I shall post videos, graphs, news stories, and other material there. We shall use some of this material in class, and you may review the rest at your convenience. You will all receive invitations to post to the blog. (Please let me know if you do not get such an invitation.) I encourage you to use the blog in these ways:
To post questions or comments about the readings before we discuss them in class;
To follow up on class discussions with additional comments or questions.
To post relevant news items or videos.

There are only two major limitations: no coarse language, and no derogatory comments about people at the Claremont Colleges.

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Monday, April 15, 2013

Lobbyists pay millions to honor Congress, executive branch

This is a cool (although dated) interactive article from the Sunlight Foundation showing some of the lobbyists who gave to charities on behalf of legislators, caucuses, officials.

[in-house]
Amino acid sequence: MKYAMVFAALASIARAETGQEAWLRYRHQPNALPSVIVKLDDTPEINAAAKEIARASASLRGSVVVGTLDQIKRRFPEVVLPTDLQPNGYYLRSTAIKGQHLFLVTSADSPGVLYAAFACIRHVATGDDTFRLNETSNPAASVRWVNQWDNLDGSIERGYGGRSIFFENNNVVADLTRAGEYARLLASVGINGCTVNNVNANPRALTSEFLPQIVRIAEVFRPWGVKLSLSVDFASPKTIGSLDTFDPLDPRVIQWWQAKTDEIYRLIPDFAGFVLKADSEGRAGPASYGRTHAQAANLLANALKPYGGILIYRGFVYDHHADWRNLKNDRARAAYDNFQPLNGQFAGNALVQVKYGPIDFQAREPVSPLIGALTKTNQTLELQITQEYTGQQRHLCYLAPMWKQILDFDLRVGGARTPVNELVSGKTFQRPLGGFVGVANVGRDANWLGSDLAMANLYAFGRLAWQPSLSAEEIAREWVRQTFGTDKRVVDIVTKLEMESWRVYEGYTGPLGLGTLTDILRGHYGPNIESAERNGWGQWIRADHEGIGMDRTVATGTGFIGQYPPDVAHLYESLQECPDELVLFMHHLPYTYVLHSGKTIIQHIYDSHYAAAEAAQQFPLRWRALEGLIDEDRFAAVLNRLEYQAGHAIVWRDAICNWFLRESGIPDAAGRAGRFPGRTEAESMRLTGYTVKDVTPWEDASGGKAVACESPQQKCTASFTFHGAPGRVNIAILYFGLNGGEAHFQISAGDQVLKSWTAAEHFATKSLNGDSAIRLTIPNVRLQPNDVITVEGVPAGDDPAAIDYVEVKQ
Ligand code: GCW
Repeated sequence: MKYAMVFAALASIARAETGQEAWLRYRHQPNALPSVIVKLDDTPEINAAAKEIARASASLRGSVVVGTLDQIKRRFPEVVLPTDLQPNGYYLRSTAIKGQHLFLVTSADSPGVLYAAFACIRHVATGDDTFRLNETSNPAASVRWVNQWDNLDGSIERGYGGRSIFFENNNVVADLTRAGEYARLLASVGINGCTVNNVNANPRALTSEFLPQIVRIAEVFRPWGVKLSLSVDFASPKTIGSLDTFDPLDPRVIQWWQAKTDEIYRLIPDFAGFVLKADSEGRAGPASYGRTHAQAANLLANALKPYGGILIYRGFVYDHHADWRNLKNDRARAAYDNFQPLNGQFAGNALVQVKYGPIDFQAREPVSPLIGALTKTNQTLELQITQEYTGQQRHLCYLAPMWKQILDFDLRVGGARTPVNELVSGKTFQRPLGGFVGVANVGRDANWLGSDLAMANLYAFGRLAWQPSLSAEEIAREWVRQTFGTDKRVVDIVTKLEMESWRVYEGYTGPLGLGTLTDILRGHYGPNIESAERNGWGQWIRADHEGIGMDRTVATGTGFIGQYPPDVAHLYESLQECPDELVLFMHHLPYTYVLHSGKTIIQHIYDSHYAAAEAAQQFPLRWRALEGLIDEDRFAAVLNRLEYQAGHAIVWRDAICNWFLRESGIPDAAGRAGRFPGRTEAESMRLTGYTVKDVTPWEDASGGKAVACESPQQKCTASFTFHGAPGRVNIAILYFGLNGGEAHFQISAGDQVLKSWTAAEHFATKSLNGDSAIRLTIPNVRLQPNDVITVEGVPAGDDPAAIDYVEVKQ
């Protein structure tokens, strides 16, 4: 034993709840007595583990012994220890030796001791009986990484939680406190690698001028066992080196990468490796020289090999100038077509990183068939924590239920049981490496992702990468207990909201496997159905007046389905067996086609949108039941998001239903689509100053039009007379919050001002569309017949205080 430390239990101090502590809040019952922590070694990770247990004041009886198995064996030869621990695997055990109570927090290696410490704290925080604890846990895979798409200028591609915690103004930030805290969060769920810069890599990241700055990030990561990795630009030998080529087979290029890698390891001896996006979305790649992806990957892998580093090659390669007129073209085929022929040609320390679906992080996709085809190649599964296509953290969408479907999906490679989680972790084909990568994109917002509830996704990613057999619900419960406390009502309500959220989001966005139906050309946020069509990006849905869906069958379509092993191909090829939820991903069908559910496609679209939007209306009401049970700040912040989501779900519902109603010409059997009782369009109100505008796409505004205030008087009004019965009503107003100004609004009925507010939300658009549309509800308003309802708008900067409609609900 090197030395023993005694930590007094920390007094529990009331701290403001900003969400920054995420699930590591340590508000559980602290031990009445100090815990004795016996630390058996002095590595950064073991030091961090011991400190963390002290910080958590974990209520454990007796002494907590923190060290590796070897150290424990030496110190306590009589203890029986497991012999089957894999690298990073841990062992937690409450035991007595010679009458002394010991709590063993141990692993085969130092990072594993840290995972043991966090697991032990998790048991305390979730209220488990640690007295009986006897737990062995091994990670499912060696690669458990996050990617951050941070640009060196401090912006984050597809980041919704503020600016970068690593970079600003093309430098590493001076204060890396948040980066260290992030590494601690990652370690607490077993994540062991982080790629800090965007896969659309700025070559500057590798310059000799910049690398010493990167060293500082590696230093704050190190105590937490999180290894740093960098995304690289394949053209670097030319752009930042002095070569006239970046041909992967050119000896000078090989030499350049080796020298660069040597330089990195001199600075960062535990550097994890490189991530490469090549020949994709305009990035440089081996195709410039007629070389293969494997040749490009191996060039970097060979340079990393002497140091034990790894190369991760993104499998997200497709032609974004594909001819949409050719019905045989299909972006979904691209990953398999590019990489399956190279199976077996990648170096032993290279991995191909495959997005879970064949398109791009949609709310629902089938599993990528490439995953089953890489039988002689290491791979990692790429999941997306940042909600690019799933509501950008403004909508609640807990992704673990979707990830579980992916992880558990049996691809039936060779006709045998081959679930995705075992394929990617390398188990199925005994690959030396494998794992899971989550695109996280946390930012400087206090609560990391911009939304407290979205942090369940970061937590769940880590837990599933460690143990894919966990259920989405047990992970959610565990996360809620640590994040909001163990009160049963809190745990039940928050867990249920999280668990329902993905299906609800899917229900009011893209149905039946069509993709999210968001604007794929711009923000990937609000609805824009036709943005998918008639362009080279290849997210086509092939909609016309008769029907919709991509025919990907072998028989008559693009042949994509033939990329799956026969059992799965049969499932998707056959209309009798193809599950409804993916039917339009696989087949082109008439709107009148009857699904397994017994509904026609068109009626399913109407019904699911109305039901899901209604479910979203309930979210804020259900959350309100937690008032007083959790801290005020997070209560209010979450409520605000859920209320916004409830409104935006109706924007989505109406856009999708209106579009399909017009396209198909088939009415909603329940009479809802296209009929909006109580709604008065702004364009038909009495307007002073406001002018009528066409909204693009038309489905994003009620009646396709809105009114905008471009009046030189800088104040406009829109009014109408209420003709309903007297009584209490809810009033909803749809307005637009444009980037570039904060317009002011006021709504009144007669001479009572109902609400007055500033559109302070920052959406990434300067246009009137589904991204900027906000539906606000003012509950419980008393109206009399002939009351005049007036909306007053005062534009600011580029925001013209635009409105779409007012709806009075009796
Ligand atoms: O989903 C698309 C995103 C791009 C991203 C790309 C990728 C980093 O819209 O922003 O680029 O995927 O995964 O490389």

Last year, four of the country’s biggest military contractors paid $100,000 or more to become top sponsors of a black tie charity gala that honored the influential former chair of the House Armed Services Committee, Rep. Ike Skelton, D-Mo.
In exchange for that gift, some of the company's top executives were placed at Skelton's table and all were given the chance to address the V.I.P. crowd that included many top military officials. The event benefited a charity for families of fallen soldiers.
This kind of lavish corporate spending on galas bestowing awards on executive or legislative officials is common practice in Washington, D.C., and unlike other forms of giving—such as donations from companies’ political action committees—it is unlimited. But the donations are supposed to be reported if they come from lobbyists or their clients.
In all, lobbying entities—including lobbying firms and their clients—reported spending $50.2 millionon so-called honorary and meetings fees over 2009 and 2010, according to a Sunlight Foundation analysis.

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